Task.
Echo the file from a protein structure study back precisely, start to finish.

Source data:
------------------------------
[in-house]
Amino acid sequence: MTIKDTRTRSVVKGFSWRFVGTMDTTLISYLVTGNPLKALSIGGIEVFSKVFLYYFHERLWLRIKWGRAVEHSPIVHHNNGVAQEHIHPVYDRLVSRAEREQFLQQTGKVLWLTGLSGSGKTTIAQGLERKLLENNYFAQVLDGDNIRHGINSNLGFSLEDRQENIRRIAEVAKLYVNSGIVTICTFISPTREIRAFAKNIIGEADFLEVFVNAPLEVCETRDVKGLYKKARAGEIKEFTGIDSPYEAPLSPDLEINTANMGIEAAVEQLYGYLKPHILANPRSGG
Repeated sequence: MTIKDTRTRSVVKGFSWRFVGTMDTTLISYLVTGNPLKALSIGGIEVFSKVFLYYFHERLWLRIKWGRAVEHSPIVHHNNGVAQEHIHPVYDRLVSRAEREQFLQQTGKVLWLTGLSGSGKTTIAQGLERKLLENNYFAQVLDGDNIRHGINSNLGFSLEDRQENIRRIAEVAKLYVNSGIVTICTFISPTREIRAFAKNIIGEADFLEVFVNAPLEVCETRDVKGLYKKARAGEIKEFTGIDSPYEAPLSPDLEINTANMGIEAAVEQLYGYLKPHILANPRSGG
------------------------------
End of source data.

[in-house]
Amino acid sequence: MTIKDTRTRSVVKGFSWRFVGTMDTTLISYLVTGNPLKALSIGGIEVFSKVFLYYFHERLWLRIKWGRAVEHSPIVHHNNGVAQEHIHPVYDRLVSRAEREQFLQQTGKVLWLTGLSGSGKTTIAQGLERKLLENNYFAQVLDGDNIRHGINSNLGFSLEDRQENIRRIAEVAKLYVNSGIVTICTFISPTREIRAFAKNIIGEADFLEVFVNAPLEVCETRDVKGLYKKARAGEIKEFTGIDSPYEAPLSPDLEINTANMGIEAAVEQLYGYLKPHILANPRSGG
Repeated sequence: MTIKDTRTRSVVKGFSWRFVGTMDTTLISYLVTGNPLKALSIGGIEVFSKVFLYYFHERLWLRIKWGRAVEHSPIVHHNNGVAQEHIHPVYDRLVSRAEREQFLQQTGKVLWLTGLSGSGKTTIAQGLERKLLENNYFAQVLDGDNIRHGINSNLGFSLEDRQENIRRIAEVAKLYVNSGIVTICTFISPTREIRAFAKNIIGEADFLEVFVNAPLEVCETRDVKGLYKKARAGEIKEFTGIDSPYEAPLSPDLEINTANMGIEAAVEQLYGYLKPHILANPRSGG